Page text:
Calomel. Calomel being not only insoluble, like metallic mercury, in


ordinary liquids, but being also non-volatile, there lias been still more
speculation as to how it could reach the current of the circulation.

According to the classic theory of Mialhe, it becomes, like other mer-
curial compounds, changed more or less into the soluble perchloride by
the action of the gastric fluids, and is absorbed only to the extent of such
change. Mialhe argued from the results obtained by heating together
calomel and ammonium chloride in a test tube, but Buchheim and others
failed to verify any formation of perchloride in such a mixture at the
temperature of the body. Rutherford, experimenting more recently, di-
gested 5 gr. of pure calomel in distilled water, with .02 per cent, of free
hydrochloric acid (the same proportion as in gastric juice) at 100 F.
for seventeen hours, and obtained % gr. of perchloride, but it is unlikely
that even so much as this would be formed in the stomach; and the
action of calomel so far differs from that of corrosive sublimate as to
render it, clinically speaking, improbable that it only depends upon some
formation of the latter. Rabuteau, however, maintains that calomel does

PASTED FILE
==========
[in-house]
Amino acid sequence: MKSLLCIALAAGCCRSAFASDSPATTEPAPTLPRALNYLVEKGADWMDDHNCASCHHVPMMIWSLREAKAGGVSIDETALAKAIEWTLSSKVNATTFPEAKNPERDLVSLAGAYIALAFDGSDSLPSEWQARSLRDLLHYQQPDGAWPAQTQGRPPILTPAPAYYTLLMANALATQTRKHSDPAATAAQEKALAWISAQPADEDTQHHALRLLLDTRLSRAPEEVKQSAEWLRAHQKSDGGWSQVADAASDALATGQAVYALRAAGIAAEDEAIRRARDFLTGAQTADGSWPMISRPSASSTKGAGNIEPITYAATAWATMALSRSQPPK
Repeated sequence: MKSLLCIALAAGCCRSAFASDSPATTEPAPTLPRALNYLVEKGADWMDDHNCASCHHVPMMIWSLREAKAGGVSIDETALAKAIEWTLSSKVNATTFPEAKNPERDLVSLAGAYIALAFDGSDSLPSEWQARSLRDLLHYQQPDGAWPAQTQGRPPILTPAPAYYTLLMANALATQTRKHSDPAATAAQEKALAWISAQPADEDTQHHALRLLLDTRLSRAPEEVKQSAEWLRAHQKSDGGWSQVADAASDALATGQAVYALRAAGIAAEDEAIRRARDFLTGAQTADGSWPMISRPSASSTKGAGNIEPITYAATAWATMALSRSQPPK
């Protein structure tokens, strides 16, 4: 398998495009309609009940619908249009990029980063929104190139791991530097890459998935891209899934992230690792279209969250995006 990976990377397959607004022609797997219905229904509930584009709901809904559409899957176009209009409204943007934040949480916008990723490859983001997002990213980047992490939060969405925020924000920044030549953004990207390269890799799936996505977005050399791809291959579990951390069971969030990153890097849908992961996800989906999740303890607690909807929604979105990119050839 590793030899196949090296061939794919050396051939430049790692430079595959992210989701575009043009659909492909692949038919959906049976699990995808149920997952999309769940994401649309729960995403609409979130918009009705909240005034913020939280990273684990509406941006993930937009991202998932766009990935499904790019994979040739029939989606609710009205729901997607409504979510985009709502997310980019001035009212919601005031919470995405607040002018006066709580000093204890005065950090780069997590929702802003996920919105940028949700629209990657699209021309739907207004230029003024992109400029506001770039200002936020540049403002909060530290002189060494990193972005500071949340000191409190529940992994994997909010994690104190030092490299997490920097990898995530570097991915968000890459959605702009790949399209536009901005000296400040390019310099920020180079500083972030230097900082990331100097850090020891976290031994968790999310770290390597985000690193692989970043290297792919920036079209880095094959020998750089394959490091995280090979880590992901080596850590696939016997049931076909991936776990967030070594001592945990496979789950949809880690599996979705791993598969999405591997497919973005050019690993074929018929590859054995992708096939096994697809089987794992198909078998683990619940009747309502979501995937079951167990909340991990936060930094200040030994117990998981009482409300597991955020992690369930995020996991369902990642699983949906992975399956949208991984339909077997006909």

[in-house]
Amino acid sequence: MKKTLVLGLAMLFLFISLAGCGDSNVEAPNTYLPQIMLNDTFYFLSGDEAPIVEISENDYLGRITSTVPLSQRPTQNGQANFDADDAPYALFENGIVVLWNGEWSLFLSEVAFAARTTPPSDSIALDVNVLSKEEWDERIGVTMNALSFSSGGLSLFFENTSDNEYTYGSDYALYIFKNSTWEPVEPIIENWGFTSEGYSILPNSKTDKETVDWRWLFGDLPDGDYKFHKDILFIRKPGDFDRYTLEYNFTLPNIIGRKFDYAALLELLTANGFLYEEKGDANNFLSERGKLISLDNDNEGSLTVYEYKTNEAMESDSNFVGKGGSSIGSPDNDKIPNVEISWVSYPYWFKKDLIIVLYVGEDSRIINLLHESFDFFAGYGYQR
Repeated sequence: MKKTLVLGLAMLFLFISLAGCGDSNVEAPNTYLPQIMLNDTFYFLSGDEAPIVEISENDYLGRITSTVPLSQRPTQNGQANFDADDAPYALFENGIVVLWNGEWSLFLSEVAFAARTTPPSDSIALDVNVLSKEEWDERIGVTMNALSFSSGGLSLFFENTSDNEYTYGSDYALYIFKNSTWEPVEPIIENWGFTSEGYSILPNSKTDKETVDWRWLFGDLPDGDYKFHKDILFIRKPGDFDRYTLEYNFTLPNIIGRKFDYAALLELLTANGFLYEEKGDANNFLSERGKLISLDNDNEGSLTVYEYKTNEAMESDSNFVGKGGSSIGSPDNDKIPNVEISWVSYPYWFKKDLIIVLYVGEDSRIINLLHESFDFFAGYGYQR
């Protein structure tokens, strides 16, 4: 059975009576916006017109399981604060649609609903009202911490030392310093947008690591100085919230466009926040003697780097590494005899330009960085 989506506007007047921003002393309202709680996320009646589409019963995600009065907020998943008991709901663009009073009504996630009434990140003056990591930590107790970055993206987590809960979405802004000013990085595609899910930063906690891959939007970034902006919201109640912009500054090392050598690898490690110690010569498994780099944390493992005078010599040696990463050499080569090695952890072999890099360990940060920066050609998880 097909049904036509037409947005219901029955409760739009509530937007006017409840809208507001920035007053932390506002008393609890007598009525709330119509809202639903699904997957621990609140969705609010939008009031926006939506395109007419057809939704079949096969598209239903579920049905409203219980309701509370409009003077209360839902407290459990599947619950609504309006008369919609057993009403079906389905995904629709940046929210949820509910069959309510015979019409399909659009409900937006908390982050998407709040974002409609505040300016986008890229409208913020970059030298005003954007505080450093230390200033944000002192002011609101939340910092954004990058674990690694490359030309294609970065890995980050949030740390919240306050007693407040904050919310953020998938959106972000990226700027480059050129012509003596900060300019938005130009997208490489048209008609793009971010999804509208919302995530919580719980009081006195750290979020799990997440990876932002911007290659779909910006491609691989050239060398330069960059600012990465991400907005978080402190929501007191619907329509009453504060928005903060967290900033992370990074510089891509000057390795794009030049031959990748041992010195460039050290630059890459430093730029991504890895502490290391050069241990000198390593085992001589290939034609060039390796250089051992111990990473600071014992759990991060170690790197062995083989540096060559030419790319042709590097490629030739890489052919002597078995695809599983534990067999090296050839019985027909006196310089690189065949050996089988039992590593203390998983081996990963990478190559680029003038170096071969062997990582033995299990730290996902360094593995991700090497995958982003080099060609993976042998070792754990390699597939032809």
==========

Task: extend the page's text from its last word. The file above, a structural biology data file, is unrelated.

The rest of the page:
become changed into perchloride and metallic mercury; also that this
perchloride combining with soda salts forms chloride of sodium, and sets
free more of the metal that under the influence of such changes the com-
pounds are absorbed acids and alkalies being afterward eliminated, and
the metallic mercury in part deposited. In this view, though complex,
there seems some analogy with what is known of the behavior of salts of
gold, silver, and some other metals, and calomel certainly resembles in
action preparations of metallic mercury otherwise we have no proofs
of such direct absorption of it, but rather the reverse.

Various observers have directed attention to the possibility of calomel
being rendered soluble in other combinations, e.g., with albumen (Buch-
heim), or as a double salt formed with chlorides of the blood (Graham).
Headland pointed out that bile exerts some solvent power on calomel
(Lancet, i., 1858), and Gubler asserts that an excess of various organic
materials albumen, mucous, epithelium acts similarly; some limit, how-
ever, must be placed to this observation, for the excess of mucin in the
stomach of a dog entirely prevented the absorption of calomel that had
been in jected into the stomach (Rutherford, Exper. 38). An experiment
of Tuson's is more to the point: he placed in one vessel calomel witli
dilute hydrochloric acid, and in another the same mixture with a propor-